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5 things to consider when building your online competition

Competition goals

A lot of marketers get hung up on the requirements of an online competition. There’s always a lot of back and forth about what questions the participant should answer or whether they should upload a ‘selfie’. In my experience usually a marketer is keen to get the most out of a participant without it necessarily being of any use. This can actually be harmful to the contest. Below I’ve written a list of important things to plan for when creating your campaign to help keep you on target.

1. The purpose of your competition

Create a set goal. What are you actually trying to get out of the competition? For example, if your goal is to get more people onto your mailing list then there’s no need to get them to write answers to questions, upload a picture, give their DOB, give their name and whatever else might put them off entering. In the example of aiming to get more people on your mailing list, the competition should only ask the the user to give their email address – that’s all. The easier you make the user experience the more sign ups you’ll get.

2. The development

Once you’ve figured out your goal you’re going to need a landing page for your contest. It’s important to use a trusted and experienced development team. You will want the team to carry out functional testing for you to ensure everything is working as expected. During this stage they will be able to fix any bugs that come up as well as notify you of any user experience issues that may have slipped through the net. Ensure you have chosen a development team that include browser and mobile device testing as there will be problems that show up on some browsers/devices and not on others – for example the most problematic browser tends to be Internet Explorer.

If your contest is going to be held in different countries then it is important to state this in the initial brief. You can then discuss with the development team whether you want different challenges per country or if you require for the site to be multi-lingual.

Don’t forget that laws are different in every country, so your team needs to check the copy and entry mechanic for each jurisdiction, and make sure your T&Cs or Rules are customised per country.

3. The General Data Protection Regulation (GDPR)

GDPR is a new regulation implemented to protect data privacy. It’s important to comply with the GDPR to avoid heavy fines which will be implemented when the regulation is enforced on 25th May 2018. GDPR is important to remember with any contest as you will be taking private information from participants.

Core principles of the GDPR:

  • All contacts must give explicit consent before their information is used for marketing.
  • Consent must be written in plain easy to understand language.
  • The contact must actively opt-in.
  • A person must be able to refuse consent without detriment.
  • A person must be able to withdraw consent easily at anytime.
  • Extra measures need to be put into place when getting consent from a child such as parental consent.

I’ve listed some Key points of the regulation here but definitely take a look at a more in-depth break down.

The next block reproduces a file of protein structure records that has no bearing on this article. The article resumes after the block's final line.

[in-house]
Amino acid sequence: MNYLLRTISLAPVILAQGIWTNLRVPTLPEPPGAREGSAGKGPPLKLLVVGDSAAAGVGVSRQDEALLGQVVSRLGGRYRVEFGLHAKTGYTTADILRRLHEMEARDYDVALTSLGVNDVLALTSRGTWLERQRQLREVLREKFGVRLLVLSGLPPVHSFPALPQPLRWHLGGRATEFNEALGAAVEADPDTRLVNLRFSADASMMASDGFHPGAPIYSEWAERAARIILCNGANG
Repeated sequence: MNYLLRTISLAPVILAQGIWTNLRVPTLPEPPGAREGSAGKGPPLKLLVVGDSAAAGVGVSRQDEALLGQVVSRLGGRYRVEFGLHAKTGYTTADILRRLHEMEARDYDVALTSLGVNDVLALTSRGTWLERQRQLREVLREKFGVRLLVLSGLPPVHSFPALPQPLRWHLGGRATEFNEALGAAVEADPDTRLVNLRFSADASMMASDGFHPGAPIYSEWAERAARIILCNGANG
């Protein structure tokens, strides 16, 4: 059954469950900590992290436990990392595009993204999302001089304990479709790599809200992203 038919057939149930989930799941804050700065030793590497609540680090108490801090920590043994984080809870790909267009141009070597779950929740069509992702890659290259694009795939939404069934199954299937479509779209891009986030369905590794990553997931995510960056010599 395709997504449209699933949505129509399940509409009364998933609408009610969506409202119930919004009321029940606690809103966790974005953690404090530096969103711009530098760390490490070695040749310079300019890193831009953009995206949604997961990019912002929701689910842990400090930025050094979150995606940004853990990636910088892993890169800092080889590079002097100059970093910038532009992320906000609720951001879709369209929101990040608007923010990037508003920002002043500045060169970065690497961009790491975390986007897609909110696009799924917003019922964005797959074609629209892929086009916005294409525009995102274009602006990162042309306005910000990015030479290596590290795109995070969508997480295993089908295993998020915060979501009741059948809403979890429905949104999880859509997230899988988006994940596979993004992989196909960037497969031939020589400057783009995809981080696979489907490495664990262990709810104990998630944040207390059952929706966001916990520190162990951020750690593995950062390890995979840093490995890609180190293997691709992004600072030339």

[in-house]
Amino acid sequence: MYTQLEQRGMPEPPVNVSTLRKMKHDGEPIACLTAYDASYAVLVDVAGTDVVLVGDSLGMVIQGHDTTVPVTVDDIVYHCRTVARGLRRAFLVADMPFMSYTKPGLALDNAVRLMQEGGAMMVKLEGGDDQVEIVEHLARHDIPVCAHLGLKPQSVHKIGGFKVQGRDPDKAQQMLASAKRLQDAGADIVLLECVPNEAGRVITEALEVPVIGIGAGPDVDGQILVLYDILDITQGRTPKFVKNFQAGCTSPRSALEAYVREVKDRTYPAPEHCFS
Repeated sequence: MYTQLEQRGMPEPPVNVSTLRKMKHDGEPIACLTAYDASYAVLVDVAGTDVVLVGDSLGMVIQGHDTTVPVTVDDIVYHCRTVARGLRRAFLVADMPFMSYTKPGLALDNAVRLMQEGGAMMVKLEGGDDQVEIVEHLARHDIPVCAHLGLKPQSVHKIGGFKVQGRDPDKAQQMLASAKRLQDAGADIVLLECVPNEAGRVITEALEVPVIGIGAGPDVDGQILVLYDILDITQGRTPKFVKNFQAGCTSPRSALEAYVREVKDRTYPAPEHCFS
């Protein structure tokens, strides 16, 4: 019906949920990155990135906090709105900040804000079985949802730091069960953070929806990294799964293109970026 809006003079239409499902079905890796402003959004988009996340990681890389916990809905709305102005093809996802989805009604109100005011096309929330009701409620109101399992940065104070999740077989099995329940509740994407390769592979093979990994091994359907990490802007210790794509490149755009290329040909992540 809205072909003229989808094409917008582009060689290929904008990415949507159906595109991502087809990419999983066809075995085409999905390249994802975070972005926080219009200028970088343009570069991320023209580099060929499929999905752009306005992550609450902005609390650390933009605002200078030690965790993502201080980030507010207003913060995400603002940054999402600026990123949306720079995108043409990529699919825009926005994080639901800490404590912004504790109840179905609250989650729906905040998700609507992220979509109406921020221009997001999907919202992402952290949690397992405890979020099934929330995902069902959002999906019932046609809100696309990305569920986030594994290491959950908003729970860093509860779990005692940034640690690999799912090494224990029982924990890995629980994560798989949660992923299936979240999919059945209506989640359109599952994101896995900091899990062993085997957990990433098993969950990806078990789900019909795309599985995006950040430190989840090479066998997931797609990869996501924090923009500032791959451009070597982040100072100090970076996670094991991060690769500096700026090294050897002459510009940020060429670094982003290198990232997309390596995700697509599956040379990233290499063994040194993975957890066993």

Privacy GDPR

4. How to get people to apply to your competition

Now this is the hardest part of any competition. How do you reach out to people? You may have the best prize going in your sweepstake but if noone knows about it then the competition will flop. Here are some ways you can reach out to your target audience:

  • Reach out to bloggers who have followers in the same market segment as your audience. For example, if you’re selling children’s toys reach out to Mummy/Daddy bloggers. Offer the blogger an incentive which could be as simple as giving them your product to review and some giveaways for their social media. Make sure your communication is sincere and personal- here you can find some tips on how to write an email to bloggers.
  •  Team up with another business with a similar audience to run a contest on their social media channels. In return you run a contest for them on your social media channels. This is low cost and often very effective. It also opens up potential collaboration for the future.
  • You can promote your competition on competition sites. A lot of people look through these sites to get freebies and to sign up for contests. There are loads out there, a couple of examples are Loquax, free-stuff.co.uk and The Prize Finder.

Blogging

5. The win

So the competition has finished. You need to pick your winner and send them their prize. But don’t forget the other applicants. This is a perfect opportunity to send them all a discount code for your website and ask them to like your social media channels for more chances to win.

Why not ask the winner(s) to write a blog post for you – this could be a review of your product for example. There’s no obligation for them to do this but after winning the contest they’re probably going to be in a pretty good mood – so why not?!

Competitions don’t always work but when they do the outcome is amazing. If you run a competition and it doesn’t go well – keep going. As with all things marketing there’s often a lot of trial and error needed. Persist and discover what works best for your business. Good luck and if you need any help building your contest – you know where we are!

Competition win

Insights by Jodie Pryce

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